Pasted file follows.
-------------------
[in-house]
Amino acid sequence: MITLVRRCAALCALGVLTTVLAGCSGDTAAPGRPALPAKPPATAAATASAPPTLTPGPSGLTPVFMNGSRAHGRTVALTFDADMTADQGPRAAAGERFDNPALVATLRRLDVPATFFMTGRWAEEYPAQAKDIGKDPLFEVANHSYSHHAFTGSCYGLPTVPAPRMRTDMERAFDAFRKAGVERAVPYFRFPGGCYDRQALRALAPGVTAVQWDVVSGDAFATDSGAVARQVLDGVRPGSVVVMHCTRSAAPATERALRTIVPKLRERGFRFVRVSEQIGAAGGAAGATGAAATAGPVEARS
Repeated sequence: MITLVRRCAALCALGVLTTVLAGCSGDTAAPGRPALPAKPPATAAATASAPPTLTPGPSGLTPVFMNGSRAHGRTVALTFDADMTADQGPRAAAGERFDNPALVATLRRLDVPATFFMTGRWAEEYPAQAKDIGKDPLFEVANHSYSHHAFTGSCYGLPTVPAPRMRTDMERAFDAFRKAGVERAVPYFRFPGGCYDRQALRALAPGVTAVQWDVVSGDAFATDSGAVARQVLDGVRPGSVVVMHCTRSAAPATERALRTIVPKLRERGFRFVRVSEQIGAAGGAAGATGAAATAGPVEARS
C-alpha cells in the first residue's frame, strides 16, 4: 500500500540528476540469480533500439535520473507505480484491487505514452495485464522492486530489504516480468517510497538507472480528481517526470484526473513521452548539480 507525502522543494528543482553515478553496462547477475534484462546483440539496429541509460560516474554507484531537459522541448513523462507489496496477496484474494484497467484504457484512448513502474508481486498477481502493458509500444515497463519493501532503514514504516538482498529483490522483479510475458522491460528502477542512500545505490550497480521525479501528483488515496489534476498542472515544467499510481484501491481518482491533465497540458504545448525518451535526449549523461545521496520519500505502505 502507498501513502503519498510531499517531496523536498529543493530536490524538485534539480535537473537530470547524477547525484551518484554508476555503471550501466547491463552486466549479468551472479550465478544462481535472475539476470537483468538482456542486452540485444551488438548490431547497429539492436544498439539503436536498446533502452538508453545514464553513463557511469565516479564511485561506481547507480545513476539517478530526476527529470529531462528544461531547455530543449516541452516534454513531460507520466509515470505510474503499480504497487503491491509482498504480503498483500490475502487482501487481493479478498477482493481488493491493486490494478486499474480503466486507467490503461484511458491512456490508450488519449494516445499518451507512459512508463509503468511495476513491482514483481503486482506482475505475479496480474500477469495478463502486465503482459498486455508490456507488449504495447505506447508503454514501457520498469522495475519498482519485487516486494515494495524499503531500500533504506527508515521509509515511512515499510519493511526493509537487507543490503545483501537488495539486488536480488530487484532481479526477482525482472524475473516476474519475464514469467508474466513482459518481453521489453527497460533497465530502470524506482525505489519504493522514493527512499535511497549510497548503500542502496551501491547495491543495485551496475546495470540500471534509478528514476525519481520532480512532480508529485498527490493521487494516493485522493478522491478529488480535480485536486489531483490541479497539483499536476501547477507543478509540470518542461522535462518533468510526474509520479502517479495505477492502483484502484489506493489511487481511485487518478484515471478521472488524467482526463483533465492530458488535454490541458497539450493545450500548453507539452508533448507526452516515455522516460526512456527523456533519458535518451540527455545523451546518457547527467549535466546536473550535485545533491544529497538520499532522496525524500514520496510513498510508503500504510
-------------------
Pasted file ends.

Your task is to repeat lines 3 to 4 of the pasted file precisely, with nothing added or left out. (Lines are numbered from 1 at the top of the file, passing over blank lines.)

Repeated sequence: MITLVRRCAALCALGVLTTVLAGCSGDTAAPGRPALPAKPPATAAATASAPPTLTPGPSGLTPVFMNGSRAHGRTVALTFDADMTADQGPRAAAGERFDNPALVATLRRLDVPATFFMTGRWAEEYPAQAKDIGKDPLFEVANHSYSHHAFTGSCYGLPTVPAPRMRTDMERAFDAFRKAGVERAVPYFRFPGGCYDRQALRALAPGVTAVQWDVVSGDAFATDSGAVARQVLDGVRPGSVVVMHCTRSAAPATERALRTIVPKLRERGFRFVRVSEQIGAAGGAAGATGAAATAGPVEARS
C-alpha cells in the first residue's frame, strides 16, 4: 500500500540528476540469480533500439535520473507505480484491487505514452495485464522492486530489504516480468517510497538507472480528481517526470484526473513521452548539480 507525502522543494528543482553515478553496462547477475534484462546483440539496429541509460560516474554507484531537459522541448513523462507489496496477496484474494484497467484504457484512448513502474508481486498477481502493458509500444515497463519493501532503514514504516538482498529483490522483479510475458522491460528502477542512500545505490550497480521525479501528483488515496489534476498542472515544467499510481484501491481518482491533465497540458504545448525518451535526449549523461545521496520519500505502505 502507498501513502503519498510531499517531496523536498529543493530536490524538485534539480535537473537530470547524477547525484551518484554508476555503471550501466547491463552486466549479468551472479550465478544462481535472475539476470537483468538482456542486452540485444551488438548490431547497429539492436544498439539503436536498446533502452538508453545514464553513463557511469565516479564511485561506481547507480545513476539517478530526476527529470529531462528544461531547455530543449516541452516534454513531460507520466509515470505510474503499480504497487503491491509482498504480503498483500490475502487482501487481493479478498477482493481488493491493486490494478486499474480503466486507467490503461484511458491512456490508450488519449494516445499518451507512459512508463509503468511495476513491482514483481503486482506482475505475479496480474500477469495478463502486465503482459498486455508490456507488449504495447505506447508503454514501457520498469522495475519498482519485487516486494515494495524499503531500500533504506527508515521509509515511512515499510519493511526493509537487507543490503545483501537488495539486488536480488530487484532481479526477482525482472524475473516476474519475464514469467508474466513482459518481453521489453527497460533497465530502470524506482525505489519504493522514493527512499535511497549510497548503500542502496551501491547495491543495485551496475546495470540500471534509478528514476525519481520532480512532480508529485498527490493521487494516493485522493478522491478529488480535480485536486489531483490541479497539483499536476501547477507543478509540470518542461522535462518533468510526474509520479502517479495505477492502483484502484489506493489511487481511485487518478484515471478521472488524467482526463483533465492530458488535454490541458497539450493545450500548453507539452508533448507526452516515455522516460526512456527523456533519458535518451540527455545523451546518457547527467549535466546536473550535485545533491544529497538520499532522496525524500514520496510513498510508503500504510